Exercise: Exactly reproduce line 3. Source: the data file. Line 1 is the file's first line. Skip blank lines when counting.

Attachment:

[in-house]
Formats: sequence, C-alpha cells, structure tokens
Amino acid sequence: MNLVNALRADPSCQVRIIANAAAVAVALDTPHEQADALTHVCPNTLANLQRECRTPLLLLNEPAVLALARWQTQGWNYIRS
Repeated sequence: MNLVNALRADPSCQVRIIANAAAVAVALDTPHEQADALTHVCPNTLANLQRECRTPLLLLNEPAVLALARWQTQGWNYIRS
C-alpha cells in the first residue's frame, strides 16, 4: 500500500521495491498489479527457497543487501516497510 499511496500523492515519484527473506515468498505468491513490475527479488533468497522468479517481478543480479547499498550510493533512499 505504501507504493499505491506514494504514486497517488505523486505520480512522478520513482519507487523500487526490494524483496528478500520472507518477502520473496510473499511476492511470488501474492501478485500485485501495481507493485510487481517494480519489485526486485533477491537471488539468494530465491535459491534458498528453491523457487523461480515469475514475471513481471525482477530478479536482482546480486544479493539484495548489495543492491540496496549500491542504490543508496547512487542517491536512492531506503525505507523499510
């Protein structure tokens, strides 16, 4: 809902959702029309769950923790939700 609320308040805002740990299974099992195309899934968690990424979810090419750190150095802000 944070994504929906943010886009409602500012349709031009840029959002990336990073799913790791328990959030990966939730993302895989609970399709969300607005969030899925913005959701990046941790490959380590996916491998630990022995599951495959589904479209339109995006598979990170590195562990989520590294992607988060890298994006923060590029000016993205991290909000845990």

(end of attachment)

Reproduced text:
Amino acid sequence: MNLVNALRADPSCQVRIIANAAAVAVALDTPHEQADALTHVCPNTLANLQRECRTPLLLLNEPAVLALARWQTQGWNYIRS